A look at MLBTR's Extension Tracker shows that Luhnow hasn't yet completed an extension since taking over as the team's general manager, but Altuve's agents at Octagon are no strangers to such deals. Octagon has negotiated high-profile multiyear contracts for Felix Hernandez, Miguel Montero, Ben Zobrist and Yovani Gallardo, to name a few.
Astros General Manager Jeff Luhnow wrote the club's season ticket holders this afternoon to encourage them to stay on board as they look to build for future seasons. Houston is dead last in the standings but Luhnow pointed to the club's commitment to building through the draft, international free agents, and the trade market as evidence of better things to come. More on the Astros..
- While the Astros weren't expecting to contend this year, new owner Jim Crane told the Associated Press that he wasn't expecting the team to be struggling this much. "We made a lot of trades and once we made that decision — Jeff started moving some of the talent — we knew we might slide back a little bit, but we didn’t think it would be this bad," Crane said.
- Prospect Delino DeShields Jr. is on a path to reach the majors in the near future, but Luhnow says that the club isn't yet concerned about what to do with him and All-Star Jose Altuve, writes Brian McTaggart of MLB.com. "If we get to the point we have two guys up here and they're blocked, or one guy here and one guy [at Triple-A], maybe then you make an adjustment. That's how we're going to approach it," the GM explained.
- The Astros' rebuilding project is a gift to the rest of the contending teams that are scheduled to face them in the coming weeks, writes Derrick Goold of the St. Louis Post-Dispatch. Of the seven teams in the hunt for the Wild Card (including the division-leading Reds), five have games remaining against Houston.
- The Pirates have moved Kevin Correia to the bullpen to make room for Wandy Rodriguez in the rotation and Correia isn't thrilled about it, tweets Rob Biertempfel of the Pittsburgh Tribune-Review. The Angels could be interested in acquiring the California native, who says that he hopes to get back to being a starter.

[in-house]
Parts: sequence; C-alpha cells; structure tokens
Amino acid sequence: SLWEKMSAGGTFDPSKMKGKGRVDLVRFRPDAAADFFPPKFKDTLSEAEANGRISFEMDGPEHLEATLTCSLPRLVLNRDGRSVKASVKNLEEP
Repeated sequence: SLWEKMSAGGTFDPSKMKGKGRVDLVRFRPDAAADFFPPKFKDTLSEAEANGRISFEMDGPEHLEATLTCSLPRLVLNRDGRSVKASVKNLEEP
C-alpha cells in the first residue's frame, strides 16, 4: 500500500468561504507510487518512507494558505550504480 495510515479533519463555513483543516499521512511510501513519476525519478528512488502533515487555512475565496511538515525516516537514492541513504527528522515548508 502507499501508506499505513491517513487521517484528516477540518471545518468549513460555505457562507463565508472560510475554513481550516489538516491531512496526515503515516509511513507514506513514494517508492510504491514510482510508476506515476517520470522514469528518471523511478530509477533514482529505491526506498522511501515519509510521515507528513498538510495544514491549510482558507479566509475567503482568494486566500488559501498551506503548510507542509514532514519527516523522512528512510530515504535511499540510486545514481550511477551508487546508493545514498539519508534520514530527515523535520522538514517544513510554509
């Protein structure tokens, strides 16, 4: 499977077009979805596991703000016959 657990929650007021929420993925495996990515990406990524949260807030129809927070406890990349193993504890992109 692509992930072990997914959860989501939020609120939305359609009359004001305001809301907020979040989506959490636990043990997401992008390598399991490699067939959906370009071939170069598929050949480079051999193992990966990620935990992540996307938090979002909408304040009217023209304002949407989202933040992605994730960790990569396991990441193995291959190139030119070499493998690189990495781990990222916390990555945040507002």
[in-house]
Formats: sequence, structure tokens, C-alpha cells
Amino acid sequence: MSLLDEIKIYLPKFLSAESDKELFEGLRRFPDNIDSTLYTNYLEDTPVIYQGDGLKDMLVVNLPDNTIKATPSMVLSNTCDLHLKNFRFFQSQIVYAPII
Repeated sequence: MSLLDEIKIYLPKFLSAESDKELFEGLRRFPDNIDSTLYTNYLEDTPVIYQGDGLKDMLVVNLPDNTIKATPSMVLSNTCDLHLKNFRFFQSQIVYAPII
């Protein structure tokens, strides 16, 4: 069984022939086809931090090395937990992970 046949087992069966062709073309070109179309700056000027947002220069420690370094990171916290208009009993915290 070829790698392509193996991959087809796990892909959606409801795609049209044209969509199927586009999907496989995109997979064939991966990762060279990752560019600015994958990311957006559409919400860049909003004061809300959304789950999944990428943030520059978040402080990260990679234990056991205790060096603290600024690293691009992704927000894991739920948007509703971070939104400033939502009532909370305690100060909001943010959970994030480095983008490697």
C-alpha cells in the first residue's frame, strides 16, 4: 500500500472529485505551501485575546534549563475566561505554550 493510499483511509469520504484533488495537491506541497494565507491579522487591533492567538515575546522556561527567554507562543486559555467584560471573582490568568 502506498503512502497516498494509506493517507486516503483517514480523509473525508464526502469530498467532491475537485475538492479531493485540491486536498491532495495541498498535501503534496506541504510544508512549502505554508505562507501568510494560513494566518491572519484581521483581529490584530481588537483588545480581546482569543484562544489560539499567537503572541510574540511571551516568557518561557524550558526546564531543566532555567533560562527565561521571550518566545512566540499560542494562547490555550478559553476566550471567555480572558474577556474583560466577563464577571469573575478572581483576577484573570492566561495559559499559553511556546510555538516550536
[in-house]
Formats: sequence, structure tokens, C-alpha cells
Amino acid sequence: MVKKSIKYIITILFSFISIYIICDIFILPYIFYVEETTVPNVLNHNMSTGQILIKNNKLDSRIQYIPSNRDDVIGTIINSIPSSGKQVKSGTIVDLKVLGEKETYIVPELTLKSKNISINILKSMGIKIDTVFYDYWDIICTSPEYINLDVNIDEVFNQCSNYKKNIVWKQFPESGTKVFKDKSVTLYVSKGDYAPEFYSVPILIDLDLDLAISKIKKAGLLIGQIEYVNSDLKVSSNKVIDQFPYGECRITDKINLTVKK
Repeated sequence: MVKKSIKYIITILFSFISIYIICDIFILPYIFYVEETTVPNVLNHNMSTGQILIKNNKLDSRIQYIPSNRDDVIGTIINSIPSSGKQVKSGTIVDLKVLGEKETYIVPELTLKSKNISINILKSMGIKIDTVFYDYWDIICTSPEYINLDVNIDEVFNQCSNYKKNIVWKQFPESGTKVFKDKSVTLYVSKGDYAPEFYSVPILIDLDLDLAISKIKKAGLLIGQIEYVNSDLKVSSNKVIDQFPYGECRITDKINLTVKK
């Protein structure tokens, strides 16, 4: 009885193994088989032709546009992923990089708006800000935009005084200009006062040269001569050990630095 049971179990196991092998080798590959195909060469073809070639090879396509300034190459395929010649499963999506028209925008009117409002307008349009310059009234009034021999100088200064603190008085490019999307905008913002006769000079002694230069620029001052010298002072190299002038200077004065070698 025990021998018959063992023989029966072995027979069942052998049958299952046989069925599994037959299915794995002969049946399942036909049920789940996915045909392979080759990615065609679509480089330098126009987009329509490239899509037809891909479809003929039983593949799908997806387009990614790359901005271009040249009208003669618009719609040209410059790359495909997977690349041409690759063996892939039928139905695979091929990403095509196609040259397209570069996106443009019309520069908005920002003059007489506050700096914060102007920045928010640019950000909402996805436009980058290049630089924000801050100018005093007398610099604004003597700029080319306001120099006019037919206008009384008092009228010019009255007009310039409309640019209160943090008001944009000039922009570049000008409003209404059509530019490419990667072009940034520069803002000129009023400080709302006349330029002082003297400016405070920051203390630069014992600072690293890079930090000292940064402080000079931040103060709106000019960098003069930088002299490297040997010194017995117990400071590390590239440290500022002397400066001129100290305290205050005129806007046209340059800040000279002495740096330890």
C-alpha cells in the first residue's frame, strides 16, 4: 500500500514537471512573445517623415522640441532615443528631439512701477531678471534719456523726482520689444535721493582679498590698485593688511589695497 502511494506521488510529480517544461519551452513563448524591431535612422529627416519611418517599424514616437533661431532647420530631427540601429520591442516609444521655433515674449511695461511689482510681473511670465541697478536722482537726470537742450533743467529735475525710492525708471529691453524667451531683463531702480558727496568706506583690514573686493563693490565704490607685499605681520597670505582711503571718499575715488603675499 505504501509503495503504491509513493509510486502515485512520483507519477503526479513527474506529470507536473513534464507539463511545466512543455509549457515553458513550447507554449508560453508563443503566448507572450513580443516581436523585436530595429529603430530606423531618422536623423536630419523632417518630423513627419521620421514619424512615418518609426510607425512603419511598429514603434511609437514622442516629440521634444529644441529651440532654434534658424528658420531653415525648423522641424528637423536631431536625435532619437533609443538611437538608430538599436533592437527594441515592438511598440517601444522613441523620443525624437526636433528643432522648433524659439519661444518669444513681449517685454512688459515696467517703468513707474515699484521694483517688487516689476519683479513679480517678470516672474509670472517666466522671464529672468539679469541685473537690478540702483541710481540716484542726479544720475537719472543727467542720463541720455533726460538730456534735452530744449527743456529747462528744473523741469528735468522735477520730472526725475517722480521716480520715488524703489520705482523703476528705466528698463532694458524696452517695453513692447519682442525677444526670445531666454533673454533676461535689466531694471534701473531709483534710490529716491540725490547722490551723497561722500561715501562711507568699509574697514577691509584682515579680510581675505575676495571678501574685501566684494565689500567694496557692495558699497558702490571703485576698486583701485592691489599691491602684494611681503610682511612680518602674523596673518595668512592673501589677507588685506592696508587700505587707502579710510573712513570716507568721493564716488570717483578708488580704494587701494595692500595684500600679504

- As it stands now, Greinke is scheduled to pitch against the Nationals on Sunday, but Nats skipper Davey Johnson doesn't expect to see the right-hander on the hill, writes Amanda Comak of the Washington Times. "I'd be real surprised," Johnson said. "I know in the past if a ballclub's intent on making a move, you're not going to pitch him two days before the deadline."
- Jon Heyman of CBSSports.com handicaps the most likely destinations for Greinke and the Rangers top the list with 9-5 odds. The Red Sox are categorized as a longshot with 100-1 odds.
- Jerry Crasnick of ESPN.com (via Twitter) believes that someone will bite on the Pirates' Kevin Correia as he is owed just $1MM for the rest of the year. The Bucs are reportedly sending signals that they could part with Correia after acquiring Wandy Rodriguez.
- Teams have expressed interest in Corey Hart and Aramis Ramirez, Tom Haudricourt of the Milwaukee Journal Sentinel reports. However, the Brewers would be have to be overwhelmed to trade either player.
- Brewers relievers Francisco Rodriguez, Jose Veras, Manny Parra and Kameron Loe had been drawing interest, but their value “tanked” following a poor showing in Philadelphia this week, Ken Rosenthal of FOX Sports reports (on Twitter).
- Astros GM Jeff Luhnow suggested to Rosenthal that absorbing salary can help Houston obtain better prospects in trades. “In this environment, you’re limited in how much money you can spend on the draft, how much you can spend internationally,” Luhnow said, referring to the rules regulating amateur spending in baseball’s new collective bargaining agreement.